Rachel Dolezal isn't the first white person to self-identify as black in the public eye.
Mark Stebbins, born to two white parents, according to ABC affiliate KXTV in Sacramento, California, told people he was black as a City Council candidate in Stockton in 1983.
When asked whether he still views himself that way, Stebbins, now 72, said yes.
"I consider myself black," Stebbins told ABC News today. "But also there is no such thing. But I want you to know that, there is, within that construct, there is a side that's against racism, so I'm on that side."
When asked whether his parents were white, Stebbins said today, "I don't know,” although his birth certificate identifies his parents as white, according to an ABC News report from 1984.
"The whole idea of white and black is not a reality. There's no such thing," he said. "We have made in the United States that sort of racial construct that doesn't exist. It's like saying the world is flat. It's just a myth. Whatever race you consider yourself, you're not. That kind of construct, it doesn't work."
Ralph White, the black incumbent city councilman Stebbins defeated in the 1980s, said at the time: "If your mother's an elephant and your father's an elephant, you can't be a lion,” according to KXTV.
White, whom ABC News has been unable to reach, reportedly claimed at the time that the district would not have elected Stebbins if voters had known he wasn’t black.
But Stebbins said today his race wasn’t an issue for him until he was asked specifically during the 1983 campaign whether he was white or black, which forced him to address the matter. "The only reason I say that [I consider myself black] is because, again, you have a racial construct that isn't reality," he said.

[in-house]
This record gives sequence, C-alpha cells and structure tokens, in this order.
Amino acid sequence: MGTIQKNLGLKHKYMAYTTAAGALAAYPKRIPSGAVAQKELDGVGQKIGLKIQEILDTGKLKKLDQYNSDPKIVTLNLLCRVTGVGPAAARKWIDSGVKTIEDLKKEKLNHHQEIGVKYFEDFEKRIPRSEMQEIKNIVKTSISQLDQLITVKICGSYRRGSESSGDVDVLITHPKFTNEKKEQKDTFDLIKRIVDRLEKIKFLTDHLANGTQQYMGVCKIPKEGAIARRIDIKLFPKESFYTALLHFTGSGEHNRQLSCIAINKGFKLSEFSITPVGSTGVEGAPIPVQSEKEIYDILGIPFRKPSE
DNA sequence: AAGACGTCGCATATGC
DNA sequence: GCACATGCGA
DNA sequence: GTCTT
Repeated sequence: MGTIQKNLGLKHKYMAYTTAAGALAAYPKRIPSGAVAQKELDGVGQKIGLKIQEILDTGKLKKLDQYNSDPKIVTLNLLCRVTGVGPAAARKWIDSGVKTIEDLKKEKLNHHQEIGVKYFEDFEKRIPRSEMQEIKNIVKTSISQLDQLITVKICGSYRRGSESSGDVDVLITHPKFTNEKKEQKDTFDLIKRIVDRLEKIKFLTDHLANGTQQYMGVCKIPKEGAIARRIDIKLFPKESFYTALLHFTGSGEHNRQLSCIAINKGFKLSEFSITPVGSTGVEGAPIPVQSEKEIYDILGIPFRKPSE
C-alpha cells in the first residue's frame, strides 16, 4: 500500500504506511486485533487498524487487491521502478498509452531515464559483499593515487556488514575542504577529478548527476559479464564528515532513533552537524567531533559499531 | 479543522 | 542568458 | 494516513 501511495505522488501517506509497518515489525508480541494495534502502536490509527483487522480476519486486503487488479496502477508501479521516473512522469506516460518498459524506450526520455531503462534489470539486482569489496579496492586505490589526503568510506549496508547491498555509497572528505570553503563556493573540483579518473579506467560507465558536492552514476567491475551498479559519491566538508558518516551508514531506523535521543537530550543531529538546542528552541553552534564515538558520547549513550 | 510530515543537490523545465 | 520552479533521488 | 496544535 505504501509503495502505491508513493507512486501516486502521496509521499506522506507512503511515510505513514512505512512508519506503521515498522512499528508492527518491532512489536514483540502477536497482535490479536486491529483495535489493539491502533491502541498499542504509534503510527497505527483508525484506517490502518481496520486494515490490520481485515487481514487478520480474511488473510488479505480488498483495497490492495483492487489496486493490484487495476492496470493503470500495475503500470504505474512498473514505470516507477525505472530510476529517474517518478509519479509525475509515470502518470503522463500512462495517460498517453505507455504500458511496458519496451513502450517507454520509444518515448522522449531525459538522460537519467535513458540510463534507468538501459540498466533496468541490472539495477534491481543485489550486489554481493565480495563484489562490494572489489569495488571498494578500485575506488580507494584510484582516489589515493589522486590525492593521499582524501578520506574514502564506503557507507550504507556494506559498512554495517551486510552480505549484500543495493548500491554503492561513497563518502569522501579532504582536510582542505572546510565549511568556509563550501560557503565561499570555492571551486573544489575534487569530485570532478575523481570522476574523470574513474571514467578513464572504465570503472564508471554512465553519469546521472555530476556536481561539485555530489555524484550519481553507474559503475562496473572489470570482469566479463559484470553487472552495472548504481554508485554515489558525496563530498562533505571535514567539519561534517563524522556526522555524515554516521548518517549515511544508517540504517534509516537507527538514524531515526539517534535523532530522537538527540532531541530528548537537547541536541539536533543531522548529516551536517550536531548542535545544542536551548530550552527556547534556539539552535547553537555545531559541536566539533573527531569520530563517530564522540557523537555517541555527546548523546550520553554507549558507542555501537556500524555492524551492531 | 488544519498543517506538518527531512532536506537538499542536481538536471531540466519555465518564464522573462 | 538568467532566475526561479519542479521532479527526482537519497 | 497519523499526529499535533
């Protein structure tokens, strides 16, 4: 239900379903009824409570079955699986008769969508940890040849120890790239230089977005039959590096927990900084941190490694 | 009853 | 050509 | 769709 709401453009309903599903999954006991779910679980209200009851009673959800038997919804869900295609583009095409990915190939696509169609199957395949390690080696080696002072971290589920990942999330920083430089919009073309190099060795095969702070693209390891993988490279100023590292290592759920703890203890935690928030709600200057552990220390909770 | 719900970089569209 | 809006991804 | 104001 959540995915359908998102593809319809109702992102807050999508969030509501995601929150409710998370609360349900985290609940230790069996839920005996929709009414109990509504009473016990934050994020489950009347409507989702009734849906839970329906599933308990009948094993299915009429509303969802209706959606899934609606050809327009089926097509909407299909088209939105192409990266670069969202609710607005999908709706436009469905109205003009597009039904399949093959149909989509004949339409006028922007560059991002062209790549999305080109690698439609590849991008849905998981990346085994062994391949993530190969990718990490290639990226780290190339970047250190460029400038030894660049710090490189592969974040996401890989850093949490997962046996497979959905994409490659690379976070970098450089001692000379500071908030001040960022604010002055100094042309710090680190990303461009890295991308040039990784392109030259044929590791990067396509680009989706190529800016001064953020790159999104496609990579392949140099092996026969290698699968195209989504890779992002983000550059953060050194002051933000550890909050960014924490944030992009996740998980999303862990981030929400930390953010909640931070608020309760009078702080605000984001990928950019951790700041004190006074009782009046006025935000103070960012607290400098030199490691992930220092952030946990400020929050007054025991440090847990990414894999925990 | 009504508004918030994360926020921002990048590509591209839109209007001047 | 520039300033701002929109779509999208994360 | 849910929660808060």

Stebbins eventually lost his seat in a December 1984 recall election, after White said Stebbins had not adequately represented the district, ending Stebbins' term after about a year.
As for Dolezal, who this week resigned as president of the Spokane NAACP chapter after her parents said she is white, Stebbins said today, "I think it's a shame. She should not have resigned."
"I think the only reason that she did, or that the situation came up, is because she was effective in fighting some of the justice battles that were going on in Spokane. And because people were trying to get rid of her. They wanted to cut her effectiveness," Stebbins said.
"Any time you see this race issue coming up, and it being effectively addressed, then a lot of forces out there -- and there are certainly plenty in Spokane -- want to eliminate you as any kind of effective person fighting for justice. There are all kinds of ways to try to eliminate that fight. And from all accounts I've read, she was being effective," he added.
Bobby Bivens, 70, who has been president of the Stockton NAACP chapter for 18 years, said he met Stebbins in the ‘80s and that he has "been supportive of the branch the whole time that I've been in Stockton and president."
Stebbins, who said he has worked with the Stockton NAACP chapter since 1980, said he is involved because, "It's a group working to end racism and to obtain civil rights for all people. So it's a group working for justice in the United States."
"It used to be, they would take us to jail if we were picketing, if we were fighting for desegregation. It used to be they would beat us or take us to jail or do whatever to stop us," Stebbins said. "Now the tactics have changed, but they're no less effective."
Of the recent backlash against Dolezal, Stebbins says it includes people who say, "'You're not legitimately in this position so you shouldn't be doing this'" he said. "In order to legitimately fight for justice, the thought train goes, 'Then you have to legitimately be black. You can't be white in fighting for justice.'"
Kevin Cokley, a professor in the Department of Educational Psychology and the Department of African and African American Diaspora Studies at University of Texas-Austin, said people may be confused when someone claims they can “identify” with being black, though social scientists talk about race “as a social construct,” rather than biological.